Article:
A shouse (shop/house), barndominium or post frame house project may seem daunting, however by doing lots of reading, research and asking questions, an average individual can craft for themselves a home they love, tailored to meet their family’s wants and needs.

Loyal reader ROBERT in OLYMPIA writes:

“Hello to the Pole Barn Guru or whoever reads this!

​I came across Hansen Buildings a few years ago when I first became interested in pole barn homes, and have been following the content posted by the Pole Barn Guru in various places online- always great information!  I am finally zeroing in on purchasing a piece of land and I would like to get some more information on going the “Hansen route,” either for a shouse or a house and detached shop, or for just a shop.​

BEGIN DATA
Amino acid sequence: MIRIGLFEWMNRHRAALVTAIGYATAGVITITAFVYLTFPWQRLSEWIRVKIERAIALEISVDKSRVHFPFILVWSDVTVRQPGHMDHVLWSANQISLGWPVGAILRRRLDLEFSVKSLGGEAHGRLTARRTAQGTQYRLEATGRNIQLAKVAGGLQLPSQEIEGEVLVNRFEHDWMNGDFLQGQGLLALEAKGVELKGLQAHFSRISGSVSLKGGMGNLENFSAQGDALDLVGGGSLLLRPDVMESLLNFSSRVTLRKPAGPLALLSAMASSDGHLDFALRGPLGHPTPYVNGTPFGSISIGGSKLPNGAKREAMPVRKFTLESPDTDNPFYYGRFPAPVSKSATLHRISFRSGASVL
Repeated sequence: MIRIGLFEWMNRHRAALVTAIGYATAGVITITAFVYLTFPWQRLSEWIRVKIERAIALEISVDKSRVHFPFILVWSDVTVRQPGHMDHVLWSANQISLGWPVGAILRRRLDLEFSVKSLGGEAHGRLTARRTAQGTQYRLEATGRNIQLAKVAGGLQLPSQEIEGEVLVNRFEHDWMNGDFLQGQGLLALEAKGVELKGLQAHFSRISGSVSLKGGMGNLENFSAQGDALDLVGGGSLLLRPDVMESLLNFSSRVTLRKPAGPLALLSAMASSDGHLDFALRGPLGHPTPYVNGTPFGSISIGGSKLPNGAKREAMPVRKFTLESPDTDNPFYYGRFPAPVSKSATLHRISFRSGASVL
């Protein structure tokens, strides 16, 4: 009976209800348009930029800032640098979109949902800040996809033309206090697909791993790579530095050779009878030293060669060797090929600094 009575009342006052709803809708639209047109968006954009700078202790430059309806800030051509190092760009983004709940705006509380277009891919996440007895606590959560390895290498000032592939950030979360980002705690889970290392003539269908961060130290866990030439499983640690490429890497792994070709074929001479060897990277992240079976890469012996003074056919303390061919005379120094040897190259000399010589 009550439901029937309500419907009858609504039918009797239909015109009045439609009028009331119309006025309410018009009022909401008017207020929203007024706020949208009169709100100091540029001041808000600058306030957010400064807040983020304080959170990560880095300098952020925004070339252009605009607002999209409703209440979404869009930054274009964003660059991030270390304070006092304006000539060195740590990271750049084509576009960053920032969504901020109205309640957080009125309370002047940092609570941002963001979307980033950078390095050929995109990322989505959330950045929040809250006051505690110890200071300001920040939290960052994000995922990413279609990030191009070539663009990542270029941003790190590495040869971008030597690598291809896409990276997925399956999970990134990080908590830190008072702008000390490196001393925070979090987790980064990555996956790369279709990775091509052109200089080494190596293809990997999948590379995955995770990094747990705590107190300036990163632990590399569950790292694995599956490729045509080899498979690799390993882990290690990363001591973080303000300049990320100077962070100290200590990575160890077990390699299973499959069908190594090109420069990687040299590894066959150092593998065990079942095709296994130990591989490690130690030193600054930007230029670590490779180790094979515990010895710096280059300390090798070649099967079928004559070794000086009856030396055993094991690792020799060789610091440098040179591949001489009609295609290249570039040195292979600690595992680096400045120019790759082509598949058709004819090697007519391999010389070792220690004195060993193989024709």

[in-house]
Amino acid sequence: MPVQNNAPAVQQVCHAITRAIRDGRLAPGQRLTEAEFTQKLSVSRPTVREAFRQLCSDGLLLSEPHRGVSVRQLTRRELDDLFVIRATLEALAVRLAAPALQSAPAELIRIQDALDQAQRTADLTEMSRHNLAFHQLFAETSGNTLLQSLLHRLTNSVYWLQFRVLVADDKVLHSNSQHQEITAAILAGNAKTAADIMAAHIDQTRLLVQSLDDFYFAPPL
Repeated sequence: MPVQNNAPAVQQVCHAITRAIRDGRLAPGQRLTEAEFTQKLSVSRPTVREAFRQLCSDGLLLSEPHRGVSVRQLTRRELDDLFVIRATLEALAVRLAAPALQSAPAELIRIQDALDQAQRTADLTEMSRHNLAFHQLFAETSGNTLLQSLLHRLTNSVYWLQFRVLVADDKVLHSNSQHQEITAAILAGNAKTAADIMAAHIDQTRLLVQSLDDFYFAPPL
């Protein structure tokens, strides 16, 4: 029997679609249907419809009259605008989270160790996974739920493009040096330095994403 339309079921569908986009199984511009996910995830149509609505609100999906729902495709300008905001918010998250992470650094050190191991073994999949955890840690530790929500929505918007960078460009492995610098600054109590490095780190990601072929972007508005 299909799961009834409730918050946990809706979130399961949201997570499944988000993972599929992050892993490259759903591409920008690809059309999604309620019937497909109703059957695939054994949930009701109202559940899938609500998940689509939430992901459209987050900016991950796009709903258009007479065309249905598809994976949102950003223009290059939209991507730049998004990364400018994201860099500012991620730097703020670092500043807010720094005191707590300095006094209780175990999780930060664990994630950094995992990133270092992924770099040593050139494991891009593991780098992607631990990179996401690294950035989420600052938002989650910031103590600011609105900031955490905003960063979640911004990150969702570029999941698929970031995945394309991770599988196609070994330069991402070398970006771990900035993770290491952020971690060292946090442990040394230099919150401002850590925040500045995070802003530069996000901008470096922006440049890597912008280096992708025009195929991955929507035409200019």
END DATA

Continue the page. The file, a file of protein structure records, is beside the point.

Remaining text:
I’ve spoken with my county’s planning department and was informed that there would be no problems building what I want.  The land is already improved with water and septic, is nice and flat, is south facing, and is zoned accordingly.  There is actually a building permit currently active from the previous owner’s stick built project (who passed away, and never further than the dig out for his foundation).  They told me that I could bypass some of the headaches (such as the Pocket Gopher review process) if I renew the permit before it expires (4/2020) and submit the new site plans…​

My ideal setup would be:​

– 50x90x(16 or 18) building​

-around 1200 square feet of living space, 2 bath, 2 bed, 1 “office”​